by Jose Aguiar
LIMA, Oct. 21 (Xinhua) -- Visitors to No. 705 Jiron Independencia Street, in Peru's northwestern town of Trujillo, are instantly transported back in time to a childhood of past, not necessarily of their own.
The building houses a Toy Museum featuring some 5,000 mostly antique toys from pre-Columbian cultures to mid-20th century European manufacture.
"It's a very rich (collection) because I (mostly) limited myself to toys that predate the 1950s," before they were mass produced, Peruvian artist and collector Gerardo Chavez told Xinhua.
Opened in 2001, the museum is divided into four areas: the Feminine room, with toys dating from 1840, the Masculine room, with toys dating from 1910, the Folk Art room featuring handcrafted toys, and the Pre-Hispanic room, exhibiting the oldest toys, mainly from the Chimu and Chancay cultures of ancient Peru.
Two guides are on hand to explain the history and unique features of the collection, including Liz Aponte, 28, who is studying to become a licensed tour guide.
"I was very excited to work at this museum, alongside artist Gerardo Chavez, who is a great painter, a great master," said Aponte.
Many visitors "tell us about their childhood," she noted.
Chavez said he was inspired to open such a museum "simply by the nostalgia of childhood, the nostalgia of not having had toys as a child."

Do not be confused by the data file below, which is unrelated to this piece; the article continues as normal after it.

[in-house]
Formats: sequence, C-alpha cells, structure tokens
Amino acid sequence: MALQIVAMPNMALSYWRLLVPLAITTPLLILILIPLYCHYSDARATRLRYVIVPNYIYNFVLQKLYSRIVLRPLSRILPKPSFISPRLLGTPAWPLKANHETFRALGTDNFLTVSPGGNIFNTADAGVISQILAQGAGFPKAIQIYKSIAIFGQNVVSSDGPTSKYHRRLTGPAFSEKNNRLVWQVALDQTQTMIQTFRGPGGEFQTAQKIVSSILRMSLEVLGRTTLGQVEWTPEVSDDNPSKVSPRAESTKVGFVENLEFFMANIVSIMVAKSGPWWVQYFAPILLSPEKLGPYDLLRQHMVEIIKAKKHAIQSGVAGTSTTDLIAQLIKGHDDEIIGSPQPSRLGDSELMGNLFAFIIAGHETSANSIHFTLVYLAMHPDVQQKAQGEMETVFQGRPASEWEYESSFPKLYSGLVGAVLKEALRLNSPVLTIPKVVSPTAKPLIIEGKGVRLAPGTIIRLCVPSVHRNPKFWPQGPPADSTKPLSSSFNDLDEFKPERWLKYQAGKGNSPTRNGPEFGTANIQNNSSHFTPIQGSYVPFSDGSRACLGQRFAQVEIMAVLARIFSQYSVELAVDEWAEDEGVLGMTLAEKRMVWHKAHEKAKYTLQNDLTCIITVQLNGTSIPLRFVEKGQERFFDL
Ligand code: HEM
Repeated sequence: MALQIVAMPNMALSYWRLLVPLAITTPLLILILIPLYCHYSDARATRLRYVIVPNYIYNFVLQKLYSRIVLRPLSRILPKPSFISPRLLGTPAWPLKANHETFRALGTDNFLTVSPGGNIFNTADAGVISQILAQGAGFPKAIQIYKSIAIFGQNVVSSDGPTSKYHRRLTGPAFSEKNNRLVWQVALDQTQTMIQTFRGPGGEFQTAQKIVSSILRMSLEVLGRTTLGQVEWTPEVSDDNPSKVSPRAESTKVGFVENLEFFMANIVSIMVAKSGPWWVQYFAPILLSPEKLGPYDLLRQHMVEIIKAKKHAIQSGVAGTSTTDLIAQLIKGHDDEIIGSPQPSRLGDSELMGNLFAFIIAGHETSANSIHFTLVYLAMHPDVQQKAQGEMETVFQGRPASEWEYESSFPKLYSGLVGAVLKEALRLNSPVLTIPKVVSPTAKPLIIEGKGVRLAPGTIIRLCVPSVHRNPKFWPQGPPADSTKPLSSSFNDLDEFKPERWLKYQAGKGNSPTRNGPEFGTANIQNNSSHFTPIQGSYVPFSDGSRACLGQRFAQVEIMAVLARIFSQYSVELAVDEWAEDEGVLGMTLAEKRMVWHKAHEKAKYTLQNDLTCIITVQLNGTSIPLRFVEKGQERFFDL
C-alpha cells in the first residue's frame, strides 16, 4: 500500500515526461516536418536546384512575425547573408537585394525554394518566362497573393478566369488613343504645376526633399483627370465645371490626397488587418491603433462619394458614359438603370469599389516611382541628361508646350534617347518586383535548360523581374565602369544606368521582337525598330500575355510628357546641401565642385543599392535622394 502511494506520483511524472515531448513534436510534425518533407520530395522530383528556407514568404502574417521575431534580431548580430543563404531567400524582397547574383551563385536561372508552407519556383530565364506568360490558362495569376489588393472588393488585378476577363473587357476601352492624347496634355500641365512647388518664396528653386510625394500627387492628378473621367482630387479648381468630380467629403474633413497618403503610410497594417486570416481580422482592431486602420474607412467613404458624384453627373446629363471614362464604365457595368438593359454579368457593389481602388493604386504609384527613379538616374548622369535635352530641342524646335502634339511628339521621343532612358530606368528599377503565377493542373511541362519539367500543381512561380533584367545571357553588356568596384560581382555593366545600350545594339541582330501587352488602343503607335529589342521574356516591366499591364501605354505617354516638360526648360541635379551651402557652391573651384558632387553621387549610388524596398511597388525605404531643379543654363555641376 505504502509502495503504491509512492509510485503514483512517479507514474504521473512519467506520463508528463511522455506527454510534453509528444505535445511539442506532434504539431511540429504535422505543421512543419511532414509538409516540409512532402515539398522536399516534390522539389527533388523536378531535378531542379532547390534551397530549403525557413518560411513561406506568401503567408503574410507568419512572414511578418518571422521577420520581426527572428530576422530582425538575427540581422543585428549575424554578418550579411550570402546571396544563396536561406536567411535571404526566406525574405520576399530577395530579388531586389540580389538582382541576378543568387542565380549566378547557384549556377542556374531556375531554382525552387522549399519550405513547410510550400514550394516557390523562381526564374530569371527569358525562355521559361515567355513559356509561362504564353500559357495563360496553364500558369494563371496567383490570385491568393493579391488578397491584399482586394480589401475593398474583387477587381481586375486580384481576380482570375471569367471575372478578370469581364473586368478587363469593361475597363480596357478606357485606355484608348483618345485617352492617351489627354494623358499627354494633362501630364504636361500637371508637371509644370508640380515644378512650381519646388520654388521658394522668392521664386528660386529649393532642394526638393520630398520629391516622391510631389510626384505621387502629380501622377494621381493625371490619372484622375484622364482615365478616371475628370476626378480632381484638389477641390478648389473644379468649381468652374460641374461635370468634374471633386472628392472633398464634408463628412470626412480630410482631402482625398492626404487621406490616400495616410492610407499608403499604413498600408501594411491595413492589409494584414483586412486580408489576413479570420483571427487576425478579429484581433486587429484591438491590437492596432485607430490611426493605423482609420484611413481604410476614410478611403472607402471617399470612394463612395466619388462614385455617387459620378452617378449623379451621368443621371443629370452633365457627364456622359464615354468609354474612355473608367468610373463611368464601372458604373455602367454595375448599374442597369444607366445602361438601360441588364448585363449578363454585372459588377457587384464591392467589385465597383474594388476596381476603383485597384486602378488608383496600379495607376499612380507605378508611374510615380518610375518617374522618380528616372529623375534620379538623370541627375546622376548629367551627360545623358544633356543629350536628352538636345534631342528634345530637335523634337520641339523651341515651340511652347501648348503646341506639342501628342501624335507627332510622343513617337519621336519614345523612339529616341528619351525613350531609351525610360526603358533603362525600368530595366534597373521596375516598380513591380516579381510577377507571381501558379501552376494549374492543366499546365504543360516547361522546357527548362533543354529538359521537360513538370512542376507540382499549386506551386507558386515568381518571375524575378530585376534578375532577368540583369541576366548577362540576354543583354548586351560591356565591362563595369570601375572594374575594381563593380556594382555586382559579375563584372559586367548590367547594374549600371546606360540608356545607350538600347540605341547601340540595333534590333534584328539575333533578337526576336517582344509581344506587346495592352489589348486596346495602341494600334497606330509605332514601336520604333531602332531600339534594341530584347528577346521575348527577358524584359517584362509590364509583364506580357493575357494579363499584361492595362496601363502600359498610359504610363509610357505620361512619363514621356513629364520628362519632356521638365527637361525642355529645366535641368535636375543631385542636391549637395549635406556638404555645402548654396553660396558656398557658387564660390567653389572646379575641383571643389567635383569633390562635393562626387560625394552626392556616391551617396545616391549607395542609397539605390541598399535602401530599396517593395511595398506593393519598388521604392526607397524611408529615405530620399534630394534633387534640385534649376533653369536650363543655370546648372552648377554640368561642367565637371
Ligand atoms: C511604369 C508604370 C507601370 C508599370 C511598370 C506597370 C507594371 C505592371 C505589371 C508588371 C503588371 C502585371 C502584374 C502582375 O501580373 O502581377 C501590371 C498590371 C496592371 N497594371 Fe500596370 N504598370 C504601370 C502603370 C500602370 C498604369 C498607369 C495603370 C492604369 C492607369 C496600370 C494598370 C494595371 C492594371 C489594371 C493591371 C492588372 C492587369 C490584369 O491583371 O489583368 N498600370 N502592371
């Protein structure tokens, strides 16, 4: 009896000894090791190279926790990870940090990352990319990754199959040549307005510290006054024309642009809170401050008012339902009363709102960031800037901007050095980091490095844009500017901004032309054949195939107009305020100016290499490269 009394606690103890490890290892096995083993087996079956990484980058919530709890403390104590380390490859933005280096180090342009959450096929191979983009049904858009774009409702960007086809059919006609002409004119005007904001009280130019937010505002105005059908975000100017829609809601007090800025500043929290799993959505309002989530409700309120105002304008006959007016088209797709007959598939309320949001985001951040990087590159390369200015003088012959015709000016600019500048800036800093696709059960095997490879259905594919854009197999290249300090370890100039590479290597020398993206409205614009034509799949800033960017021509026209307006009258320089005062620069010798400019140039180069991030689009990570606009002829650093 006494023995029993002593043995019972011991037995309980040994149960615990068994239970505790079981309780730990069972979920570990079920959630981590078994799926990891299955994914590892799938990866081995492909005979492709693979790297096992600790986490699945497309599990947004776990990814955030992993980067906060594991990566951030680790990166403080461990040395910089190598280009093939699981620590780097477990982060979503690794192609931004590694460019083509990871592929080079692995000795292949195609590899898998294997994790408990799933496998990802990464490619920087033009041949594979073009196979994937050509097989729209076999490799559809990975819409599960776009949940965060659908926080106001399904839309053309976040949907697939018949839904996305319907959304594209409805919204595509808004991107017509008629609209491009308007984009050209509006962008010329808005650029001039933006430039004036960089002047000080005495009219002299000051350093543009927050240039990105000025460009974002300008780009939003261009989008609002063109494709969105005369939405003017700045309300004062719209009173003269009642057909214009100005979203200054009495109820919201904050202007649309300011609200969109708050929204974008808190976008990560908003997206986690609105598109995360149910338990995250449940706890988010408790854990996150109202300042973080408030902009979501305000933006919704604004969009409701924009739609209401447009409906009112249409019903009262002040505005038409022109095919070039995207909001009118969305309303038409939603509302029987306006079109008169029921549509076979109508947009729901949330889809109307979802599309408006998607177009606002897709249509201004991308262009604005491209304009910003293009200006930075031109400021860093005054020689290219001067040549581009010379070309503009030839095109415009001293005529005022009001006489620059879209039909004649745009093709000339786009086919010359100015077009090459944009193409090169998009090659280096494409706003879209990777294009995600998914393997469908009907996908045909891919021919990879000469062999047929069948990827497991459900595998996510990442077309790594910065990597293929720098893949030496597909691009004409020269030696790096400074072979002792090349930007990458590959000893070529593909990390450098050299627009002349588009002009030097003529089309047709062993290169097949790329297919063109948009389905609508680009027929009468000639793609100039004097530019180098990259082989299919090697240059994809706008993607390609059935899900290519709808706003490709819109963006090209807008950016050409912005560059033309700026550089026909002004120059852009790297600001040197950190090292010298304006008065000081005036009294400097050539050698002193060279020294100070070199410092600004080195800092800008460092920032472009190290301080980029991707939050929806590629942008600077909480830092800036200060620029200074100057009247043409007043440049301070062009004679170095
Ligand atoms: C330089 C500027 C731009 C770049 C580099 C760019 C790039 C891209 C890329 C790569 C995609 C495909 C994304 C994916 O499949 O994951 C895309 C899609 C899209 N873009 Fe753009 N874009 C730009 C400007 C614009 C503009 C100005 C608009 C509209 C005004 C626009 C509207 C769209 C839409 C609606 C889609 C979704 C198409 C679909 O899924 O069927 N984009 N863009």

Born into a family of modest means, Chavez had no toys except the ones he made himself from materials he came across.
Some of his favorite items on display are a whistle made by the Viru culture, cars and trains, tricycles, wooden horses, lead soldiers, rag dolls, porcelain dolls, and dollhouses from around the world.
"Some are donations (but) I bought the large share of the toys from the places I visited," said Chavez.
That's how "the world of toys gradually became internationally popular, because it's not just Peruvian," he said of the collection.
The museum, he believes, pays tribute to "the beauty of antique toys because they were made by hand ... and because man made these objects not just to entertain children, but also to preserve their childhood."
The collection has grown in recent years, leading Chavez to consider opening a second museum in Peru's capital Lima, to showcase another 2,000 relics of childhood from different cultures.